(Submitted March 29, 1998)
It's probably a really easy question (its just for curiosity's sake), but how
far away, in light years, is the furthest star visible from the earth? (by any
means possible). The name of this star is not important.
Do you think there are stars in the outer regions of the universe that we can
not see? What are your theories why this is so?
The intrinsically brightest star [a supernova] is thought to be about a
million times brighter than our own Sun. In astronomy, the brightness of stars
is expressed in "magnitudes". This is a logarithmic scale, that works
as follows. Our Sun has an intrinsic or absolute magnitude of about 5.
This is the apparent magnitude our Sun would have if it were 32.6 light years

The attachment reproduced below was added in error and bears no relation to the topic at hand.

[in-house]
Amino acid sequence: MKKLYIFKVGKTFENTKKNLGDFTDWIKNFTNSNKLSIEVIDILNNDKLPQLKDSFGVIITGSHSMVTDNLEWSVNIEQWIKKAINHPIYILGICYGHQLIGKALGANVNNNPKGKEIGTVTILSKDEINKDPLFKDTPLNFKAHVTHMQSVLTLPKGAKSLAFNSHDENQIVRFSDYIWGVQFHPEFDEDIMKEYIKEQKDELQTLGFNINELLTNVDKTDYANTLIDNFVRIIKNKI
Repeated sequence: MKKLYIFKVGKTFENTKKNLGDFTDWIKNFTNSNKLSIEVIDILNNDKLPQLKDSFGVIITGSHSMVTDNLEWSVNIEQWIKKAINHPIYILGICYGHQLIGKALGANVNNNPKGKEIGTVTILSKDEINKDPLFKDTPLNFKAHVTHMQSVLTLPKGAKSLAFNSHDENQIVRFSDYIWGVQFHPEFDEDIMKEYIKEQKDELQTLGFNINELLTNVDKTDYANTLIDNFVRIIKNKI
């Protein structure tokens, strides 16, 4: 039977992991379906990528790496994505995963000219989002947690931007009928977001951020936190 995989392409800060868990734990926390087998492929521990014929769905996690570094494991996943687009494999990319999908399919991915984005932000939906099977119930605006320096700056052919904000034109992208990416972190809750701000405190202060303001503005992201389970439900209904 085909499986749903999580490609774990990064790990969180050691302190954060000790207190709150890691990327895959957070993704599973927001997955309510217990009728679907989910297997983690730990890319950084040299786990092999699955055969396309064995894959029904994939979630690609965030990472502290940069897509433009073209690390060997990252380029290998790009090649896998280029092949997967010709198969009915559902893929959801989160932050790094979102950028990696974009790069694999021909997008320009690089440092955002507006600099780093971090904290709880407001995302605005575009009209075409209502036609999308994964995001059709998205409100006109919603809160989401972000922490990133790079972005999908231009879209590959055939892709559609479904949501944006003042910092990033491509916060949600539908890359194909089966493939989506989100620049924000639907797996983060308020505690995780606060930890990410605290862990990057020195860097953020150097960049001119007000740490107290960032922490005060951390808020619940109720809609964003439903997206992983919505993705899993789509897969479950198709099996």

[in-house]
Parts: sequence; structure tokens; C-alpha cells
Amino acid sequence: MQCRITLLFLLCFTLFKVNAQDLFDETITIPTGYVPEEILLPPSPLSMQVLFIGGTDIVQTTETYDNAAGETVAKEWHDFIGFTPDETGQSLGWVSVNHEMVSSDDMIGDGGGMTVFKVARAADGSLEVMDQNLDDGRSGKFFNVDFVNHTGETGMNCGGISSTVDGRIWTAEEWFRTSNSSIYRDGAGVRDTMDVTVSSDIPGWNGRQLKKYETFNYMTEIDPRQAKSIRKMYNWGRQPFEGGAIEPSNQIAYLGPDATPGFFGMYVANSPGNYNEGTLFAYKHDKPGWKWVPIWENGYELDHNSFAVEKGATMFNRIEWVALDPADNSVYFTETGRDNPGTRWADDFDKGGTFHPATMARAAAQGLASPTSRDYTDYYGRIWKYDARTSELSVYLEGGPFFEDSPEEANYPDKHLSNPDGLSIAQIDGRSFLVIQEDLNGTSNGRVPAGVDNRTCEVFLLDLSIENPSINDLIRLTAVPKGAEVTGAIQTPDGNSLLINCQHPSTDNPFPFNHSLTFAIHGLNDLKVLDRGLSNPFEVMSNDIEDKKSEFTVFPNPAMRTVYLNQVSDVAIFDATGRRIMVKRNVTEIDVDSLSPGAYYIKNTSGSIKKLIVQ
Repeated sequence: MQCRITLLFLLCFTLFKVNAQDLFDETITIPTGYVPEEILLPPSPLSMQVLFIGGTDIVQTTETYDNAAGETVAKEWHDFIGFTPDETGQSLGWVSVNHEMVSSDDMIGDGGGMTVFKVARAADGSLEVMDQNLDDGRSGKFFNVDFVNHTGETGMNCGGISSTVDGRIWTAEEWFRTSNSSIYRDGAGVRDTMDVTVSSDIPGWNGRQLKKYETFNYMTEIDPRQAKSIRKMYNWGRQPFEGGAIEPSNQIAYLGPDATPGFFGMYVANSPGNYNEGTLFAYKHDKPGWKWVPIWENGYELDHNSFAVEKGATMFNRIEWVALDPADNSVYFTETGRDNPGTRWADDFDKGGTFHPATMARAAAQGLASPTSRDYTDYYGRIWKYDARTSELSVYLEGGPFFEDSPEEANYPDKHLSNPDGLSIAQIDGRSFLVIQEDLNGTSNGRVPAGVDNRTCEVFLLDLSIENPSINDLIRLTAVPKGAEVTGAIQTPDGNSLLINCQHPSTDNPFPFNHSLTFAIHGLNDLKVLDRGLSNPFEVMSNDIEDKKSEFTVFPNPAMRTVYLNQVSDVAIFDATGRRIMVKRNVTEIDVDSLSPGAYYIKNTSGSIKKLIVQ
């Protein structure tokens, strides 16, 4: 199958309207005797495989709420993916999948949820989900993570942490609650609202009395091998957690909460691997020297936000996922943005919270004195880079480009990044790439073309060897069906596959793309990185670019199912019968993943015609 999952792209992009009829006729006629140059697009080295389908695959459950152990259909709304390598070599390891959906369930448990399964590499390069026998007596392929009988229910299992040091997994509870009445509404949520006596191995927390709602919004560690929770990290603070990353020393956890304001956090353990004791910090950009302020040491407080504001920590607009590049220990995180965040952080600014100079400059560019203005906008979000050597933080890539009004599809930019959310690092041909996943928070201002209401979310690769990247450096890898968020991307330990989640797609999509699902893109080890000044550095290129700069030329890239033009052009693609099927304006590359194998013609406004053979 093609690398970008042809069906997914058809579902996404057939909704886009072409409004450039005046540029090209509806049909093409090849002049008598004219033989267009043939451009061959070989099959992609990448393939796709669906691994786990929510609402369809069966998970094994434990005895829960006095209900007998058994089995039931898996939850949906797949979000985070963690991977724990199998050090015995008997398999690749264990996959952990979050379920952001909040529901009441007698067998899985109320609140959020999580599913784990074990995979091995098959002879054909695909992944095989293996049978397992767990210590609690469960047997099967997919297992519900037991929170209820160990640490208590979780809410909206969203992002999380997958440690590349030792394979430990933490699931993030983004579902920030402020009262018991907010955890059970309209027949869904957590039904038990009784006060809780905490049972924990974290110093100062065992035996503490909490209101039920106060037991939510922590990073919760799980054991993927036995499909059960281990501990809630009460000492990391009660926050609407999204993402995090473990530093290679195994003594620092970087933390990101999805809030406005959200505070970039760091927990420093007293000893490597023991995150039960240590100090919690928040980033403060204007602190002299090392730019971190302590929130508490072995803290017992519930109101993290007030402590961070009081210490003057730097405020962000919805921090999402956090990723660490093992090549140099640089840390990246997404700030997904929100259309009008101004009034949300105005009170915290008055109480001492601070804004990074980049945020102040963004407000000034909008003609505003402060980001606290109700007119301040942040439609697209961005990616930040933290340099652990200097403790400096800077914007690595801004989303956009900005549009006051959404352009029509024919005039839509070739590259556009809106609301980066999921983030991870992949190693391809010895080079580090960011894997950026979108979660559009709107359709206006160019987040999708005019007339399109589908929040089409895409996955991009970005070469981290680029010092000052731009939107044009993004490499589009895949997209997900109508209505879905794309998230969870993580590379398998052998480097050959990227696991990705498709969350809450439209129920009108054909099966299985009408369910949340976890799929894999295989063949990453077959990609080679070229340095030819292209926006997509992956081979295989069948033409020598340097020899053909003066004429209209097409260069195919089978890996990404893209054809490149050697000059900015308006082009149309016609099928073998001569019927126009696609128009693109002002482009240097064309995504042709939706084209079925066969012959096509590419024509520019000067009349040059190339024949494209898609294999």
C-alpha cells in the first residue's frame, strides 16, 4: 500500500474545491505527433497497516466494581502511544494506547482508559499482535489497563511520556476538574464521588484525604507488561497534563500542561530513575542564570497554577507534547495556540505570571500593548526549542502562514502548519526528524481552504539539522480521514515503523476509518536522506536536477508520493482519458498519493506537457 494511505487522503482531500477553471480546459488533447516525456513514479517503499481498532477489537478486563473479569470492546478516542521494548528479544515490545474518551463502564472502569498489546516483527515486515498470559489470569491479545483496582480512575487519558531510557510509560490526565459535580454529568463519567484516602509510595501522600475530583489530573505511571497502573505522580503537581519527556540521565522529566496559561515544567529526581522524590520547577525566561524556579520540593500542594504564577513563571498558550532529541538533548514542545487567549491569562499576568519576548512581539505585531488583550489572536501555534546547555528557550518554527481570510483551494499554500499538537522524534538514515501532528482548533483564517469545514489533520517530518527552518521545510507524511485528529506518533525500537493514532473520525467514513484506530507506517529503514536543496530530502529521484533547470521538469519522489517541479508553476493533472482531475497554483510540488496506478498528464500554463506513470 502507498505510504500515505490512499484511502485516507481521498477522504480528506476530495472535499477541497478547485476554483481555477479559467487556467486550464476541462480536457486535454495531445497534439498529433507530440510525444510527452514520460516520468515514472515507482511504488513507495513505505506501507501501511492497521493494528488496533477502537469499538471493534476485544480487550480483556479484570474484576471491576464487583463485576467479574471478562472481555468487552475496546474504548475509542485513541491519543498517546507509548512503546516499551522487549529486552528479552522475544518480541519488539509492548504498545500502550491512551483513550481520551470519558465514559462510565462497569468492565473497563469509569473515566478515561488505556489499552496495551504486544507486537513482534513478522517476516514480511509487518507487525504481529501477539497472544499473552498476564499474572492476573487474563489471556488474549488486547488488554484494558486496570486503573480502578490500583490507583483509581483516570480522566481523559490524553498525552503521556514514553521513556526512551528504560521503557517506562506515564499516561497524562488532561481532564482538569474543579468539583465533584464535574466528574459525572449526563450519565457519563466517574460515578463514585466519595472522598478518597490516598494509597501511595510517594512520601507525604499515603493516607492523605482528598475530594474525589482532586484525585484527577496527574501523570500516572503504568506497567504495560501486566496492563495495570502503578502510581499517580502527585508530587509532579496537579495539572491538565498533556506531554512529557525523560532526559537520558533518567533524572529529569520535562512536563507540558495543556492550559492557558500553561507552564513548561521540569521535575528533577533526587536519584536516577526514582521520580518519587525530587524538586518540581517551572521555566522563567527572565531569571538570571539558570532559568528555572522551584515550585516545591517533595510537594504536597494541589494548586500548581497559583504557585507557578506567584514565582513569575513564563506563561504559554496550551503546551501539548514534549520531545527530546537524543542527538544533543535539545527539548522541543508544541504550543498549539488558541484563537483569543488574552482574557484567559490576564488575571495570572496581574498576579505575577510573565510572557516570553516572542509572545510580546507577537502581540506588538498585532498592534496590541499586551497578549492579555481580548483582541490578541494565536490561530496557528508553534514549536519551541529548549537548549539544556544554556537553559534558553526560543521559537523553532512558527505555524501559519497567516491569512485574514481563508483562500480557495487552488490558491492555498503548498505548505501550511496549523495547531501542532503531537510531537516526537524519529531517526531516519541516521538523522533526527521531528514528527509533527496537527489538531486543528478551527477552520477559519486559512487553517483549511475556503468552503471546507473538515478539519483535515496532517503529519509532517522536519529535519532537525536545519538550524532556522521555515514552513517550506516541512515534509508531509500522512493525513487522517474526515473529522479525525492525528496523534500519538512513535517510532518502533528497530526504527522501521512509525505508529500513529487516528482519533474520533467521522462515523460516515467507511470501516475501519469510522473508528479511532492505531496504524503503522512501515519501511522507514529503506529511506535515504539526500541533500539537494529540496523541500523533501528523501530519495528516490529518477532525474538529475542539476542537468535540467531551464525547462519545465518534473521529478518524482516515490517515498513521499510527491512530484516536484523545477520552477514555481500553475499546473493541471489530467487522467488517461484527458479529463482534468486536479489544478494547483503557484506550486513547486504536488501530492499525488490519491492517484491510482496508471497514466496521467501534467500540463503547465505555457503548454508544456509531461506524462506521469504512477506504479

away. A star 100 times brighter would have a magnitude of 0; a star 10000
times brighter would have a magnitude of -5; a star 1000000 (i.e. a million)
times brighter would have a magnitude of -10.
With the Hubble telescope, using an exposure time of several hours,
one can see stars to about 30th magnitude. This is about 10 billion times
fainter than our Sun, if it were 32.6 light years away. The brightness
of any object falls off as the square of the distance from the observer,
so the Hubble telescope could just see our Sun if it were 3.26 million
light years away. If you were to replace our Sun with a star a million
times brighter, it could be seen about a thousand times further away,
i.e., about 3 billion light years.
In answer to your last question, since this estimate is only for
the very brightest stars, and since the distance I obtained is still
less than the size of the visible Universe (about 15 billion light years),
there are surely many faint stars at great distances which we cannot see.
for Ask an Astrophysicist